Theodore D. Peyser (deceased), B.A., Princeton University (1950); LL.B., Yale Law School (1955); member, District of Columbia, U.S. Tax Court, Court of Federal Claims, Federal Circuit, and U.S. Supreme Court Bars; member, Tax Section, ABA; Tax Division, U.S. Department of Justice, trial attorney (1955–1973), chief, Claims Court Section (1974–1984), Special Litigation Counsel (1985–1987); author, 631-3rd T.M., Refund Litigation; 627-3rd T.M., Limitations Periods, Interest on Underpayments and Overpayments, and Mitigation; 628-2nd T.M., Transferee Liability; contributor, Tax Management Tax Practice Series.

DAVID A WEINTRAUB
David A Weintraub, B.S., Accounting, cum laude, State University of New York at Buffalo (1976); M.B.A., State University of New York at Buffalo (1977); J.D., magna cum laude, Albany Law School of Union University (1993); L.L.M. (in Taxation) New York University (1994); member, New York, District of Columbia, and U.S. Tax Court bars; editor, Albany Law Review (1991–1992); Certified public accountant, Texas (1981), and New York (1985); co-author, “Tax and Reporting Rules for Escrows and Trusts Used in Deferred Like-Kind Exchanges,” 90 Journal of Taxation 332 (June 1999); co-author, “Two-Member LLC Can Be Disregarded in 1031 Exchange Where One Member Has No Economic Interest,” 90 Journal of Taxation 138 (Mar. 1999); member, American Bar Association, District of Columbia Bar, and New York State Bar Association.

TABLE OF CONTENTS

Detailed Analysis

I. The Tax Court: An Article I Court

A. Creation and Purpose

B. Jurisdiction

1. Deficiency Jurisdiction

2. Additions and Penalties

3. Transferee Liability

4. Partnerships

5. Declaratory Judgments

6. Disclosure Actions

7. Tax Court Review of Denial of Costs

8. Reasonable Litigation Costs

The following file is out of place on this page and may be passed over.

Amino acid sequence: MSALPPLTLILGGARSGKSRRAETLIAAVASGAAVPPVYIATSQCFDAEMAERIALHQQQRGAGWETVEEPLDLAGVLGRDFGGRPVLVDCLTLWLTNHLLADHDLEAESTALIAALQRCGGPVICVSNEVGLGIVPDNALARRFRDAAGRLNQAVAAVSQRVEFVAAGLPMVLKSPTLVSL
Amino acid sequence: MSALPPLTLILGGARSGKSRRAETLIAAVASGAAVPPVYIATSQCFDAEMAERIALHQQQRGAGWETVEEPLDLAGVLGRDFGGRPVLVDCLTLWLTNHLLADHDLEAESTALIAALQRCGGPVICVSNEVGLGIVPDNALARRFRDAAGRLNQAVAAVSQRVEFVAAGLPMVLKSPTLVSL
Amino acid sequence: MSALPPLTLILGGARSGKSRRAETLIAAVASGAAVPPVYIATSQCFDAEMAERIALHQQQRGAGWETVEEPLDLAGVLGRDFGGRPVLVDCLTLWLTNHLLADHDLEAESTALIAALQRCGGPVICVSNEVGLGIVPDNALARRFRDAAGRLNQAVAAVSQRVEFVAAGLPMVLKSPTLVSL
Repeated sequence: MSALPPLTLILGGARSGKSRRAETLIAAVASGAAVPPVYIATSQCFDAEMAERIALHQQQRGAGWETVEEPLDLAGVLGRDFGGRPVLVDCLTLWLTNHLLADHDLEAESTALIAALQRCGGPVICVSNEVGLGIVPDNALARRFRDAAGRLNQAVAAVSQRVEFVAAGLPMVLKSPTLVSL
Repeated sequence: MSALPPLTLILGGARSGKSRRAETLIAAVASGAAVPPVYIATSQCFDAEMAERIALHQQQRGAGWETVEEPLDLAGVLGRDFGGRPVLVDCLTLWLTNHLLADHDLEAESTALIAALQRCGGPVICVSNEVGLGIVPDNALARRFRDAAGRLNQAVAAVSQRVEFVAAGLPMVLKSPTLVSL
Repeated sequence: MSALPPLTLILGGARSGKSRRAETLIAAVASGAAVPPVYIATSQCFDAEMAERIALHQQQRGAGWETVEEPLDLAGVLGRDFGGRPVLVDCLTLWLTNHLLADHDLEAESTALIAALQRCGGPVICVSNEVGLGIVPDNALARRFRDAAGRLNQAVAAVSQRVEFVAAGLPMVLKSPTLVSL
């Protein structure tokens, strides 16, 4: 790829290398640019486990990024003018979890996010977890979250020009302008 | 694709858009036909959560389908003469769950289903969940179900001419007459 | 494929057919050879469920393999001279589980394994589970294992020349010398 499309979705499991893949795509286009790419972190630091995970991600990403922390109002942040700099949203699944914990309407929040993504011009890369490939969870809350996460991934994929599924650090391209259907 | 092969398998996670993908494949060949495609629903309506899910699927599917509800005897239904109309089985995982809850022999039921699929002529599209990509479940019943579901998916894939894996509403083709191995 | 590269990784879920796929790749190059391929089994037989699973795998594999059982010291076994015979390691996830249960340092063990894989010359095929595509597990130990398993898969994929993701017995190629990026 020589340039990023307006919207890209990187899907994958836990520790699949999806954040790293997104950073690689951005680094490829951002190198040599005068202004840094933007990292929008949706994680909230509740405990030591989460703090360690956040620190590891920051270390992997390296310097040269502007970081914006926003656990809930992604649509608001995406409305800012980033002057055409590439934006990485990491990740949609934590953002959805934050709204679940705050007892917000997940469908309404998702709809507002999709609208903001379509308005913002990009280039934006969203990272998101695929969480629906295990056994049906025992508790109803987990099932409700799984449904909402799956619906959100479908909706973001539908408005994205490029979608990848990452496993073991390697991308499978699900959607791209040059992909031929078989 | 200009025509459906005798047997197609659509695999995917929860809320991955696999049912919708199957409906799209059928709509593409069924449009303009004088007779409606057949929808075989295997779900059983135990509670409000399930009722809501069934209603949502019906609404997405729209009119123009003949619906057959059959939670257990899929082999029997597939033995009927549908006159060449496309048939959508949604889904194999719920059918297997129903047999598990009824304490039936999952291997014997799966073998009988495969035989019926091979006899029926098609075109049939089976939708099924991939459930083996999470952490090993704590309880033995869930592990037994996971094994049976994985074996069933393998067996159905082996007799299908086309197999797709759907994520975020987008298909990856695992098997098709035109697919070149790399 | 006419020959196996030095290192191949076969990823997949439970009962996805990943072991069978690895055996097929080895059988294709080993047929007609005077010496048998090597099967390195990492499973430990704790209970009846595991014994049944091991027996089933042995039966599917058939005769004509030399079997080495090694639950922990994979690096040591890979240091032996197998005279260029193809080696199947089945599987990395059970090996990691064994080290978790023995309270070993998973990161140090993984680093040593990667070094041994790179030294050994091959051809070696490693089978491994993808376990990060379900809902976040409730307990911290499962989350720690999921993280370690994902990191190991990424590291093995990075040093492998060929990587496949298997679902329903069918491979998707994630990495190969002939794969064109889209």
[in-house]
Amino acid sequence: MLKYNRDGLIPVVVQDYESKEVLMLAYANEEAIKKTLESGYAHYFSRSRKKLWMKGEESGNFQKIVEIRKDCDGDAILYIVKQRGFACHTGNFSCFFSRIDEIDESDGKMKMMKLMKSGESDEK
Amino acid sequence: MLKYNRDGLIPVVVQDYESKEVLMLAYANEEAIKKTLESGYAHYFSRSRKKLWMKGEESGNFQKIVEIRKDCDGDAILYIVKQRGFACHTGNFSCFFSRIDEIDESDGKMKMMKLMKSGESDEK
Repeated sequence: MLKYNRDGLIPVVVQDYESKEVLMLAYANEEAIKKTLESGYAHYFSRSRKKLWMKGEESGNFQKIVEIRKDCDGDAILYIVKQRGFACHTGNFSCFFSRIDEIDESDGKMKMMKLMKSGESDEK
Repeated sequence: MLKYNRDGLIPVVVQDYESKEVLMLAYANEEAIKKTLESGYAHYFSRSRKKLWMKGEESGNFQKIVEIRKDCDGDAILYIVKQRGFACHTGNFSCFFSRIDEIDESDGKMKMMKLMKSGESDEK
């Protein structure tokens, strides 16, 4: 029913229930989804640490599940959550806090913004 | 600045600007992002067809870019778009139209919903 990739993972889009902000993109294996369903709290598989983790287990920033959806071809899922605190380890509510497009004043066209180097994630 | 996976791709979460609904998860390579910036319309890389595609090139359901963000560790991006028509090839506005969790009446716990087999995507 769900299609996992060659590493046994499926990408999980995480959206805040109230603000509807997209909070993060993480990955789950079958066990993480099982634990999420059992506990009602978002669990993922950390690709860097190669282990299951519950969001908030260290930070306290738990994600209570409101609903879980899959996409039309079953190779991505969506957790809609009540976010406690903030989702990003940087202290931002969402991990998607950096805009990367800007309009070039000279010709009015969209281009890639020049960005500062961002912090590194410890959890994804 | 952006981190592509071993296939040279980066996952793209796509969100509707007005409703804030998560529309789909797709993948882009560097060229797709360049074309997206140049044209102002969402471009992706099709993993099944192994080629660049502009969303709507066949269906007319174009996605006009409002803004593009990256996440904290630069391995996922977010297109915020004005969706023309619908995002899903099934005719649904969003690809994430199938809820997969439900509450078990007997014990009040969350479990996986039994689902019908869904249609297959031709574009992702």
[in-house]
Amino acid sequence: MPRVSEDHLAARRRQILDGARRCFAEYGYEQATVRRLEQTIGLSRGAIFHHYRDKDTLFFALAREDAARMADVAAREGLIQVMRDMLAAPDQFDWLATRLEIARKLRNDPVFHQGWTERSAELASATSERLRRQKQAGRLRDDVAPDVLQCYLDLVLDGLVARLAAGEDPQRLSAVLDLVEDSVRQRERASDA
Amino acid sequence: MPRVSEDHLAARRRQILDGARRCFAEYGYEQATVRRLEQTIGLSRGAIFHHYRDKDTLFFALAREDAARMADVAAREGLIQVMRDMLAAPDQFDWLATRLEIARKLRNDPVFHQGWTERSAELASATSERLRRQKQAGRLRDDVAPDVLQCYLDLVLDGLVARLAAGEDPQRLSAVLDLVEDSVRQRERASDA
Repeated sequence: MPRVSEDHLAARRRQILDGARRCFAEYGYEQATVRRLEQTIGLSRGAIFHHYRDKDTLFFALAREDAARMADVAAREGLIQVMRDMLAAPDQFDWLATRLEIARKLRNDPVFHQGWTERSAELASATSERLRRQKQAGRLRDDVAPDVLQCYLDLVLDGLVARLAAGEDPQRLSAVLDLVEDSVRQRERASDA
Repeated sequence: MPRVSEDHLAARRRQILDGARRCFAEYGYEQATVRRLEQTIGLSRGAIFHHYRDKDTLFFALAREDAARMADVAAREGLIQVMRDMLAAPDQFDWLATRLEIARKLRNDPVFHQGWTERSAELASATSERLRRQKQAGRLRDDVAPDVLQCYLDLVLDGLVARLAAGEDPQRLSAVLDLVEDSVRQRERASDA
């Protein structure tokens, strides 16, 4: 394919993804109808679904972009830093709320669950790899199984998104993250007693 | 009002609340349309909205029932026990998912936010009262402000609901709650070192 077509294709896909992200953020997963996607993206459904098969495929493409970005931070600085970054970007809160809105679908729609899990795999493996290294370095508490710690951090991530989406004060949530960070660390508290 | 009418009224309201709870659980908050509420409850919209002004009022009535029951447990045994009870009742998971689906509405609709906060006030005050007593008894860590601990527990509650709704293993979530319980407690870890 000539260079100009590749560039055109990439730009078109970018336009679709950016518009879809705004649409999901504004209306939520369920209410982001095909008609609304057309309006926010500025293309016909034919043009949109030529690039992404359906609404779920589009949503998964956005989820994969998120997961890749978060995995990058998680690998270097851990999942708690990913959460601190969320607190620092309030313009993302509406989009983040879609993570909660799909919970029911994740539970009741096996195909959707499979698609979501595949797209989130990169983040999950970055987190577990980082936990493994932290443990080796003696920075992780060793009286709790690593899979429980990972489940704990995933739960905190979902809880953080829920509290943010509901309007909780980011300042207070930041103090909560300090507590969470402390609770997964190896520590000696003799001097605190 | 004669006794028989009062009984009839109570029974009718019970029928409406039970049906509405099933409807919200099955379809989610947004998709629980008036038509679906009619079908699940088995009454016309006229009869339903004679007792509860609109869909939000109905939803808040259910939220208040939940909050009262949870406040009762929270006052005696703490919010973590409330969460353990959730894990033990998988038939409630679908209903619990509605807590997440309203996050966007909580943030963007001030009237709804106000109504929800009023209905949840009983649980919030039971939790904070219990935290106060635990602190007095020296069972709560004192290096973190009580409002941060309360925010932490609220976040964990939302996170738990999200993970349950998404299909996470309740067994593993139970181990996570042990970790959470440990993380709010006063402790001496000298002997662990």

9. IRS Refusal to Abate Interest

10. Relief from Joint and Several Liability

11. Tax Court Review of a Determination in a Collection Due Process Hearing

12. Employment Status and the Amount of Employment Tax

13. Statutory Interest Payable After a Final Decision

14. Reopening of a Federal Estate Tax Case to Allow a Deduction for Interest

15. Equitable Recoupment

16. Whistleblower Award Actions

C. Judges

D. Powers to Prescribe and Enforce Rules

II. Considerations in Selecting the Tax Court over other Forums

Introductory Material

A. Payment of Tax Deficiency Not Required

B. Risk of Increased Tax Deficiency

C. Representation of the Government

D. Precedent

E. The Tax Court's Preference for Intentionalism over Textualism

F. Discovery

G. Places of Trial

H. Backlog

I. Trial by Judge, Not Jury

J. Bench Opinions

K. Small Tax Case Procedure

III. Notices Which Are Predicates to Jurisdiction

A. Notice of Deficiency or Liability

1. Adequacy of Notice

2. Last Known Address-Place to Which Notice Is Addressed

a. In General

b. Physical Receipt Deemed Actual Notice

c. Taxpayers Fail to Receive Notice

d. Clear and Concise Notice of Change of Address